We need more spaces where we can share our personal stories, be heard and have the conversations that matter. Places to be vulnerable and let our guard down. Not the rose-tinted view you might see on social media.
It’s taken us 5 years to get where we are now, and we’ve built our community one person at a time. Yes we’ve still got a long road ahead. But thanks to the deep friendships we’ve made so far, the future looks bright. We’re on solid ground.
We’re building trust and connection between people, and if projects and businesses spin out from that then that’s an added bonus.
5. CREATE SHARED EXPERIENCES
Change happens on the inside, outside
There is nothing quite like a conversation around a campfire in the still of night, or the buzz and laughter around a shared meal.
We’ve found that deep connections can be formed quickly when sharing meaningful experiences.
A shared experience helps build a shared reality. We’ve found this happen time and again at our Summercamp. It has been overwhelming each year to witness 150 people arrive as strangers, and leave as friends 2 days later.
You don’t have to go anywhere exotic to create shared experiences. A simple meal together or a walk in nature creates the same effect. Taking these adventures together gives us the opportunity to share our stories with others, whilst also creating new ones.
6. SHARE YOUR STORY
The best stories are told by the best storytellers
Storytelling is your marketing tool and the glue that keeps your community together. A good story, well told, will spread on its own while still remaining true to its essence.
We believe shared stories, like shared experiences, create a deep sense of belonging.
Storytelling is also the most efficient way to communicate your why. This means how you tell your story is just as important as the content.
The success of our community is in no short measure down to how we’ve communicated our stories. Whether it’s writing a blog post, creating a slide deck or giving a talk, how you communicate your message is as important as what you say.
You don’t have to be a great storyteller or designer to share great stories. What you need is to do is create empathy. Sebastian Castro — an amazing storyteller and thought leader — shared with us at Summercamp what makes a good story.
One of the key elements is making stories personal. They need to be about you, your experience and your emotions throughout. These are the kinds of stories that connect with others.
7. LEAVE SPACE FOR EMERGENCE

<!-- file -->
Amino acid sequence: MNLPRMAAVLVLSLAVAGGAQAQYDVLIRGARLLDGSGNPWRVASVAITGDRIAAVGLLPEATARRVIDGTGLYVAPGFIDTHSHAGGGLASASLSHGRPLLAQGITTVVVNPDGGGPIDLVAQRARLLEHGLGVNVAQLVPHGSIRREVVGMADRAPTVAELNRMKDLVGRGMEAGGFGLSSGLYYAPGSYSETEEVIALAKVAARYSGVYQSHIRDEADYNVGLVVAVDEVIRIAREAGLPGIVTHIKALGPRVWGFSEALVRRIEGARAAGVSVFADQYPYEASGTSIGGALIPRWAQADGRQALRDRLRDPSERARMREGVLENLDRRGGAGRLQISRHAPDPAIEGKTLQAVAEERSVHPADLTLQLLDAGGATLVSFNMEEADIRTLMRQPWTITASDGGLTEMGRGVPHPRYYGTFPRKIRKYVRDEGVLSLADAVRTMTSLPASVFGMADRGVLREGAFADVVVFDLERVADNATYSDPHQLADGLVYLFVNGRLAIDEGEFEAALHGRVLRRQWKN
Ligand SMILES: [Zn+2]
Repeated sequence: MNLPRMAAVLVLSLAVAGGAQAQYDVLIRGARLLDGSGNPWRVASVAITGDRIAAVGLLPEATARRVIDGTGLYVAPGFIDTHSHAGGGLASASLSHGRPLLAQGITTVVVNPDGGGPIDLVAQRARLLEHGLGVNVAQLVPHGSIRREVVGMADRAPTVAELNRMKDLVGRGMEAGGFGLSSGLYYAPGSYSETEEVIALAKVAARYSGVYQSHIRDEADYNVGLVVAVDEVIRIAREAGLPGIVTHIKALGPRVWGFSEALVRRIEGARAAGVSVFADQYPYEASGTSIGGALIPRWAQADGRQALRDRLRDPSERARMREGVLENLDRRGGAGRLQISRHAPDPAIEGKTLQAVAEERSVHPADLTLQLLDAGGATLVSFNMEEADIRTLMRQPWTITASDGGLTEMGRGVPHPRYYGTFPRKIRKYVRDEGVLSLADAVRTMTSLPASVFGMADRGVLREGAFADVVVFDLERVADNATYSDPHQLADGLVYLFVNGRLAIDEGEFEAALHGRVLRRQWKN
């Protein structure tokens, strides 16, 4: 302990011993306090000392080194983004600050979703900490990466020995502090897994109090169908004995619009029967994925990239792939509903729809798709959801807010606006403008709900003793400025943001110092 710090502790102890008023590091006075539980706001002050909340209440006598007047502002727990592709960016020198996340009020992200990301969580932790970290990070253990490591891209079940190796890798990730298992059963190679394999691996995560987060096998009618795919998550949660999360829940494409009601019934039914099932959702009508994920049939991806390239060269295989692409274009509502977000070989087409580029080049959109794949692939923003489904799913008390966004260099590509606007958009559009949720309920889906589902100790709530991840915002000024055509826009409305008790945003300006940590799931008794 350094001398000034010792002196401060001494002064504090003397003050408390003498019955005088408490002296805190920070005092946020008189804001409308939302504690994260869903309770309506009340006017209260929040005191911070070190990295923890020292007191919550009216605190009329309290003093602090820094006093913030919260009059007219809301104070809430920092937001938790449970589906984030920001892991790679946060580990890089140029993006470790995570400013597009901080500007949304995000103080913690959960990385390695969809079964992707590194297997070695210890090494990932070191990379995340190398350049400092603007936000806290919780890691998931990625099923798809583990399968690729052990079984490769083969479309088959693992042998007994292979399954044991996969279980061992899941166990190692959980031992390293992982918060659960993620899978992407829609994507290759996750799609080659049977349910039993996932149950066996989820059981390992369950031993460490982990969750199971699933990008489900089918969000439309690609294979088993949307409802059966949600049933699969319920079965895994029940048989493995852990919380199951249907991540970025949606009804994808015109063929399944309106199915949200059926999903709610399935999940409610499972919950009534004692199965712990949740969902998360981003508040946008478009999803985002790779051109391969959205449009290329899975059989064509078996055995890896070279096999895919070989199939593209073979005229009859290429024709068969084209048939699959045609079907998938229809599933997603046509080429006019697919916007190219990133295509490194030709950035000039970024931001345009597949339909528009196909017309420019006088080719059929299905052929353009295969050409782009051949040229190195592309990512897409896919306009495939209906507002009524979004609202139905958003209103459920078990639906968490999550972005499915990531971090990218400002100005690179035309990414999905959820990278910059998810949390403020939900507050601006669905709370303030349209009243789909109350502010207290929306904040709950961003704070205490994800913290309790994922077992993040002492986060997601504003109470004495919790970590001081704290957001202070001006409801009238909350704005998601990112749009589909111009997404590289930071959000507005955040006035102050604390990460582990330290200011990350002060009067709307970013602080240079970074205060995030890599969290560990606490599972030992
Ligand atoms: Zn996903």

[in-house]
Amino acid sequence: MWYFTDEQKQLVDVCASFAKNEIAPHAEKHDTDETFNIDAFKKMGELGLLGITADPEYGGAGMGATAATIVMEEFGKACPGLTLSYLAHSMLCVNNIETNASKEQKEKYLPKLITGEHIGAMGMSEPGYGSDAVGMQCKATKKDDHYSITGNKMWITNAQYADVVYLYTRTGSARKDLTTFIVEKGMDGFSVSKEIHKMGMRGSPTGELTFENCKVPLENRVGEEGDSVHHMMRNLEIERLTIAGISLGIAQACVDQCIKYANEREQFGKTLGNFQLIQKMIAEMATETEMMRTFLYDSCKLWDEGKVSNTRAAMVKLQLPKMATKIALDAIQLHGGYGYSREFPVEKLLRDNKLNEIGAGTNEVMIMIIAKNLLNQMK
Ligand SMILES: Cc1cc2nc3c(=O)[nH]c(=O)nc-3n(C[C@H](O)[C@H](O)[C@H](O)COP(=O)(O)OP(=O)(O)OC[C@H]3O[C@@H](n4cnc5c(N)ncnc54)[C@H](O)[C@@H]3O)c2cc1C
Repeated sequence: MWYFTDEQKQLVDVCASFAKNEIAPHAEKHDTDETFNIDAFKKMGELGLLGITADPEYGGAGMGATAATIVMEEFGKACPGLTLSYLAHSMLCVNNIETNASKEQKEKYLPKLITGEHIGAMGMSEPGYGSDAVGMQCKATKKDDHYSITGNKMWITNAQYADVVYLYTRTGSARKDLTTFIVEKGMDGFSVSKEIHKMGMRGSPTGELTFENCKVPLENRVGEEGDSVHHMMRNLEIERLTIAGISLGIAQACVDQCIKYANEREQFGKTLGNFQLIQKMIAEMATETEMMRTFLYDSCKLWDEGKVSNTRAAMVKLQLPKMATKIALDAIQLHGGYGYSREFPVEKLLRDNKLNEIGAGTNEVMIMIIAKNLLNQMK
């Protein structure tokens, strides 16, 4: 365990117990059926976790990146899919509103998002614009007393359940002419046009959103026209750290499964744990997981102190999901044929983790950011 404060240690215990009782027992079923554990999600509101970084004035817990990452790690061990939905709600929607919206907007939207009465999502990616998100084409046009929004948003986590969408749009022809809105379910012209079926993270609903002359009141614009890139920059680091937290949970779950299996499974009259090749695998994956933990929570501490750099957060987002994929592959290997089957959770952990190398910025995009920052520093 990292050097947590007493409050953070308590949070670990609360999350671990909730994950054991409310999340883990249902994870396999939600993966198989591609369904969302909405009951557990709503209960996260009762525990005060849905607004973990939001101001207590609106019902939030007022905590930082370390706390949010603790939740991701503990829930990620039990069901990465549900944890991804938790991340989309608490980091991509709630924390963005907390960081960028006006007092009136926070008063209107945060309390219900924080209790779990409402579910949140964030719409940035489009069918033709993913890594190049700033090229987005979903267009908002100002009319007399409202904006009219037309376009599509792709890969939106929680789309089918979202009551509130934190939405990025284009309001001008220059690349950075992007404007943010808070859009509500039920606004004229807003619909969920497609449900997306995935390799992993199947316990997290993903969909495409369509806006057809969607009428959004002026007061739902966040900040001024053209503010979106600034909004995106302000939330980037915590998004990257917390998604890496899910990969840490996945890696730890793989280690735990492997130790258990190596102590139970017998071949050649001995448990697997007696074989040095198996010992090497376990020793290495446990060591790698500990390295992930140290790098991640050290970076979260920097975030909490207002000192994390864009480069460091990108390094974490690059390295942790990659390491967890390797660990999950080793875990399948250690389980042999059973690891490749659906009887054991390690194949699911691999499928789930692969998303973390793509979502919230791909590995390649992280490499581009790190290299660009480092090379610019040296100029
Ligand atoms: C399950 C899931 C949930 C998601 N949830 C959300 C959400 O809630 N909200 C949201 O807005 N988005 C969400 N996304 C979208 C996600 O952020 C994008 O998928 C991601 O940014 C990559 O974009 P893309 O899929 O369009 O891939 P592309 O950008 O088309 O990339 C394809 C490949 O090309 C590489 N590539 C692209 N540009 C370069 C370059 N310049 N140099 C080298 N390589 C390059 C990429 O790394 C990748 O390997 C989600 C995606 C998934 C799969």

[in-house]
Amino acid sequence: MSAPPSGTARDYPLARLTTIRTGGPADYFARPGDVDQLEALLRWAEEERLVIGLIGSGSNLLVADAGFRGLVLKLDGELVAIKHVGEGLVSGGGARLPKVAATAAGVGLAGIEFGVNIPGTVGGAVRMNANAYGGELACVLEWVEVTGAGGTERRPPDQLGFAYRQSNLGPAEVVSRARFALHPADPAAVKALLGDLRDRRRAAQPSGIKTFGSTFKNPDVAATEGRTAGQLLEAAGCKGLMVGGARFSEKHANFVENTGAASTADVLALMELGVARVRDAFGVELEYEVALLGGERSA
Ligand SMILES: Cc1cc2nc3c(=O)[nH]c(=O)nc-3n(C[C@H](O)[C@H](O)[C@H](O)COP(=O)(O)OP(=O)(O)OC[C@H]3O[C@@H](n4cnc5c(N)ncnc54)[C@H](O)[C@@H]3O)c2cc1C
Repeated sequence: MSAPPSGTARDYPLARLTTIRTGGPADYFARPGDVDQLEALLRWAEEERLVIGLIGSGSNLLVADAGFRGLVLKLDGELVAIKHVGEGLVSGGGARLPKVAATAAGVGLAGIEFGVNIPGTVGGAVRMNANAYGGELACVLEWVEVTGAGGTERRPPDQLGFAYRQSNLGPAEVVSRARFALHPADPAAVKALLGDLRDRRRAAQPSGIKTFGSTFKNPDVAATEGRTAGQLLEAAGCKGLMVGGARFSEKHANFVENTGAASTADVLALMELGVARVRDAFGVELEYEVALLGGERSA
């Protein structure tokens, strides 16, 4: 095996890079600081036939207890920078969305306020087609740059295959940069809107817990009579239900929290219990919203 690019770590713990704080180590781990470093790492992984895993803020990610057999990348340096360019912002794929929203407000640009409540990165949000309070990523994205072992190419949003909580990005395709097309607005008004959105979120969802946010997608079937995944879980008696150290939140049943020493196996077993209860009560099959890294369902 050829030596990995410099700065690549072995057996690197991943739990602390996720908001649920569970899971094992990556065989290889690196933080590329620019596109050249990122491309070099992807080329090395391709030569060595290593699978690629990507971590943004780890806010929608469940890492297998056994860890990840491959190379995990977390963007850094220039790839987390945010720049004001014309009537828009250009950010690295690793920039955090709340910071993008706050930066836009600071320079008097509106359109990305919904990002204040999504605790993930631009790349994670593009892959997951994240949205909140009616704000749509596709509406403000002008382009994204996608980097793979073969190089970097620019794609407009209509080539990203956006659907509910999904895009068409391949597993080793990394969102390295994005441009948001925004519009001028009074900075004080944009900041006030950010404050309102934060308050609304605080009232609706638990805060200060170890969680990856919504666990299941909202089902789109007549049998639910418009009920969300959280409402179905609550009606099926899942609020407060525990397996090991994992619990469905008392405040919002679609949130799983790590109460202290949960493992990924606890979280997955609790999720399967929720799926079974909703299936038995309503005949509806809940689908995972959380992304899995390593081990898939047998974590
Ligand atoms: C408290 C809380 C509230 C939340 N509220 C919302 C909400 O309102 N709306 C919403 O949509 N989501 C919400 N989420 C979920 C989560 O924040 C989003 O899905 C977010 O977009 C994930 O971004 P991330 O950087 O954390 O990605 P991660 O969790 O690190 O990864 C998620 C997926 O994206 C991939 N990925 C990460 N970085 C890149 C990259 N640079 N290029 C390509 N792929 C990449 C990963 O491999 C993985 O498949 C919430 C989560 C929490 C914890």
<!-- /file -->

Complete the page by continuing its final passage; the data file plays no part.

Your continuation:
“We cannot solve our problems with the same level of thinking that created them.” Albert Einstein
Finally, one of the most important aspects of our community is how we host.
When attending other conferences and gatherings we found the big breakthroughs and new connections happened during the in-between bits.
We’ve seen that for many community builders and event organisers, the need to manage the outcome and create structure can actually get in the way. This need for control can often restrict ideas and miss out on the wisdom of the group.
We’ve found by getting out of the way you can create much more value.
Our world is getting ever more complicated and the challenges we face are rarely solved by a lone genius. It will take collaboration and creativity to find the solutions we need. These can only emerge if we give them space.
“None of us is as smart as all of us.” Ken Blanchard
Making sense of it all
I once heard that building a community is like tending a garden.
You can control what’s in and what’s out but you can never predict how things will grow. Our job as community leaders is to curate the community and nurture the different voices within it.
We’re not looking to build an echo chamber but rather a space for healthy debate, compassionate support and constructive criticism. That’s how we’ll grow and collectively make impact.
This is what we’ve learned so far about building communities and we’re keen to connect with other community builders out there. We’re five years in but we’re just getting started. We’ve laid strong foundations and look forward to building upon this.
We’re still learning and so your thoughts and feedback would be much appreciated. How have you built your community?